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Following Success of March Madness, NCAA Introduces Two New Diagnoses

March Madness is just one of several potentially profitable pathologies.

Basketball Hoop

After many years of seeing high levels of financial and popular success around its annual March Madness, the National Collegiate Athletics Association has added two new psychiatric diagnoses to its manual for mental health professionals. Beginning in 2022, the NCAA is advising that sports fans are also eligible to suffer from April Anxiety and May Major Depressive Disorder.

“March Madness™ has proven to be a highly lucrative mental illness,” says NCAA psychiatric spokesperson Jim Nasium. “Ever since we first learned that we could pathologize a sporting event and then televise it, we’ve been looking for ways to expand outbreaks and create new revenue streams.”

At its start in 1939, March Madness only affected eight basketball teams per year. Over the ensuing decades, the NCAA has been able to infect increasing numbers of athletes and fan bases, and since 2011, some 68 colleges and universities have suffered from the disorder. But Nasium believes that the diagnosis has apparently reached the maximum patient population, as mediocre and even low-income schools are now involved. “Without new diagnoses, there will be no growth,” he says.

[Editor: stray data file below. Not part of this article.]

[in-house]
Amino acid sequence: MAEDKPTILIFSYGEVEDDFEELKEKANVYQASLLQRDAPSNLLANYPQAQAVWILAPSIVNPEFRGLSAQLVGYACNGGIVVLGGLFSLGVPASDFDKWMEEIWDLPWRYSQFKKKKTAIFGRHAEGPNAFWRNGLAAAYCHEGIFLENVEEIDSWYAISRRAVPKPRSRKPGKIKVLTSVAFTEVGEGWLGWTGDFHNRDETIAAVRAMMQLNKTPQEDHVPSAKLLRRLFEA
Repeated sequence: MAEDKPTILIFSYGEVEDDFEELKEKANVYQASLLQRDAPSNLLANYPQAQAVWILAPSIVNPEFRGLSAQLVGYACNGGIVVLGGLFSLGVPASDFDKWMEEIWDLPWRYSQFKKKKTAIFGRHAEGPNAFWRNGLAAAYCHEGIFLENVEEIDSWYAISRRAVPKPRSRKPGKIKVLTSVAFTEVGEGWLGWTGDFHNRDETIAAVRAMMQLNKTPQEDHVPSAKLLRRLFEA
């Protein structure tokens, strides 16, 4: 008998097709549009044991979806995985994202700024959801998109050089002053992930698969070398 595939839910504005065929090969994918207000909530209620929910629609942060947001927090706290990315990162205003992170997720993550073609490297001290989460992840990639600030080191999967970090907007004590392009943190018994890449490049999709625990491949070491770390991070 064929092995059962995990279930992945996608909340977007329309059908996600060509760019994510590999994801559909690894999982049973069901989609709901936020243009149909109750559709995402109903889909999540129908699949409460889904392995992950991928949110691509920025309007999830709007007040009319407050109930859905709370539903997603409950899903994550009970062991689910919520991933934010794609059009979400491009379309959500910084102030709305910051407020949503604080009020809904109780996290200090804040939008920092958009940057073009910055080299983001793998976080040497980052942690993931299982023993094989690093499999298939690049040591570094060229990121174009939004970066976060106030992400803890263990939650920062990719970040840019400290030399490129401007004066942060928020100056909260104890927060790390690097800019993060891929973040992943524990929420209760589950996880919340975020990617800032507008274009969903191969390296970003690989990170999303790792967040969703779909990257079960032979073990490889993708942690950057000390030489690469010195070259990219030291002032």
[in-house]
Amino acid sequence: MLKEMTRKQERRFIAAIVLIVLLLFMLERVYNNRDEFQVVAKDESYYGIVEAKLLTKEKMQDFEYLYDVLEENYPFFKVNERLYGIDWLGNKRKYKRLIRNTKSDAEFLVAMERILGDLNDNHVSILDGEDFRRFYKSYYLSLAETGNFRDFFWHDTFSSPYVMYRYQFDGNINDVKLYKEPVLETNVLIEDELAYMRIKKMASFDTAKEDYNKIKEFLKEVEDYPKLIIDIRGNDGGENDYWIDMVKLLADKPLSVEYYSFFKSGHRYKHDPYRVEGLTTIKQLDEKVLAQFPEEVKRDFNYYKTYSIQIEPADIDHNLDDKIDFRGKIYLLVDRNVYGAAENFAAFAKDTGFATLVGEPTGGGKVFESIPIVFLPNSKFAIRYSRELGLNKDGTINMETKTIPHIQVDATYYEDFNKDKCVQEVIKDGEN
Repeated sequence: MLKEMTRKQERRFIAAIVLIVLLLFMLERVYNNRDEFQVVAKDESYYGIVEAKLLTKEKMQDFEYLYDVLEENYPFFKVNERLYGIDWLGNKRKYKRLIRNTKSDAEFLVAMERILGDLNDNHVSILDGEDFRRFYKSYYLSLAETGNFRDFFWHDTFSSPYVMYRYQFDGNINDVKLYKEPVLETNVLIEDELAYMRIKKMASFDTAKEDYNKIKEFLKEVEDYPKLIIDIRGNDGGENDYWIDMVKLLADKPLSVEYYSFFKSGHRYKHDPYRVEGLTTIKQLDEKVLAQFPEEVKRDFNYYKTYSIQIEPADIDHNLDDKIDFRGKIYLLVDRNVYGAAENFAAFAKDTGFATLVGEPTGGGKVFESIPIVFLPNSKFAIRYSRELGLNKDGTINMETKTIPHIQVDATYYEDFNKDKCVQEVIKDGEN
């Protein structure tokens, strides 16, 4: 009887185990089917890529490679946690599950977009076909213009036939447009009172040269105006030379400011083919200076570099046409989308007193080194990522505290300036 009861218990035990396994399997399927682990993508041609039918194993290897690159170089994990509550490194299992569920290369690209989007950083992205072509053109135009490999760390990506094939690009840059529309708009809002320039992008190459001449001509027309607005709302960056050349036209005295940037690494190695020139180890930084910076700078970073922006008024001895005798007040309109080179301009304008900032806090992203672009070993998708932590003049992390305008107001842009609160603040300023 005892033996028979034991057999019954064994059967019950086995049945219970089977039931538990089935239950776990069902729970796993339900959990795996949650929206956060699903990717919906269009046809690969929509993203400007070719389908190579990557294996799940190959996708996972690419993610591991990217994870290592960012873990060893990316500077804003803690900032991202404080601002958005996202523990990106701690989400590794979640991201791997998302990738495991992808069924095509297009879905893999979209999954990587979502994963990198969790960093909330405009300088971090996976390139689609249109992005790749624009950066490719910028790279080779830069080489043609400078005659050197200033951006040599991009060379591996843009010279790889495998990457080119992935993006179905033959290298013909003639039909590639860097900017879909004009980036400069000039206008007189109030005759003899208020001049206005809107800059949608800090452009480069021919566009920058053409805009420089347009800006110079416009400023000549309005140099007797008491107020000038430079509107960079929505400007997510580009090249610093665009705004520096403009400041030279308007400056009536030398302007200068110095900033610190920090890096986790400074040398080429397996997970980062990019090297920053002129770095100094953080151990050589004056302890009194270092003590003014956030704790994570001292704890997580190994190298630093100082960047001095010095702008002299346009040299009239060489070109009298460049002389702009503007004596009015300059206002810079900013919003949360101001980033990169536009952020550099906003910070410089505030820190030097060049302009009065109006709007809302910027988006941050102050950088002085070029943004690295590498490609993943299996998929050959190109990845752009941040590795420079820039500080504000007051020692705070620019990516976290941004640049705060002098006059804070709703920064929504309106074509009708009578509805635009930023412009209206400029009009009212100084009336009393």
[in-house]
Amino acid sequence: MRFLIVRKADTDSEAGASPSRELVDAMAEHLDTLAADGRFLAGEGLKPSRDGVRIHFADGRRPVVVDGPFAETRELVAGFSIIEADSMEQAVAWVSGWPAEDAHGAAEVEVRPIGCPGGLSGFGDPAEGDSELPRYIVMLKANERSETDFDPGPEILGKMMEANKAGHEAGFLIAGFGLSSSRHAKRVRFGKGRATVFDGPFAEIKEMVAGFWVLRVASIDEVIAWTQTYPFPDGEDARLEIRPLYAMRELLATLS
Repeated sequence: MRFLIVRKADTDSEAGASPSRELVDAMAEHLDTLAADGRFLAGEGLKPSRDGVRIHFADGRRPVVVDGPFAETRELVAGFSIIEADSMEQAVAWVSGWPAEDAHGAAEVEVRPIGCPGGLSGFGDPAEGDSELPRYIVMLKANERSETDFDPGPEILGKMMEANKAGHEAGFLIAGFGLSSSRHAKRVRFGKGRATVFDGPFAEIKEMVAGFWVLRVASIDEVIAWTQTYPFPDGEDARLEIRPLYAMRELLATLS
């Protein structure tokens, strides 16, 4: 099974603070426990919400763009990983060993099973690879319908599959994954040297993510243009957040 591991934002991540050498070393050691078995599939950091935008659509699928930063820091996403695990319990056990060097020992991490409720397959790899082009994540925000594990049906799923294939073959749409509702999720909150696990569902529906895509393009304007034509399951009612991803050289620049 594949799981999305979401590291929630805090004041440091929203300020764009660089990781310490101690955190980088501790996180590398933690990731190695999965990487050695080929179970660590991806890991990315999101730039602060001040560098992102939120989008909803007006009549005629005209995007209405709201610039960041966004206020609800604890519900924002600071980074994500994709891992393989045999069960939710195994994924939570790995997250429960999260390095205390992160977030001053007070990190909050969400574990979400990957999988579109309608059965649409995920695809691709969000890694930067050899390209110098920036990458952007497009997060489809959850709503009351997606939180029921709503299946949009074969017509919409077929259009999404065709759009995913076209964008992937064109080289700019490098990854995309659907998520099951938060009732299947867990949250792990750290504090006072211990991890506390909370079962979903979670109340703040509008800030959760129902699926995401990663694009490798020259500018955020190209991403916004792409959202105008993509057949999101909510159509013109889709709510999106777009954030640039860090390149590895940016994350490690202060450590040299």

As of yet, there’s no clear indication of which sports might suffer from April Anxiety or May Major Depressive Disorder, though an announcement is expected in coming weeks. Nasium notes that the NCAA has already taken the important step of filing trademark paperwork for both diagnoses. Of more immediate concern, he adds, is finding ways to expand the NCAA’s psychiatric franchise further. 

J is a difficult letter, from a clinical standpoint,” Nasium admits. “We tried June Jitters, but the focus groups didn’t really take to it.”

So far, the America Psychiatric Association has not endorsed the NCAA’s diagnoses nor its diagnostic criteria, and it has implied that determining the value of a diagnosis based on its marketing potential belittles the toll that mental illness takes. However, Nasium says the NCAA isn’t concerned with this lack of medical concurrence.

“The APA doesn’t have a billion-dollar-a-year contract with any television network,” he notes. “What do they know?”

Enjoy the rest of your April Fool's Day!

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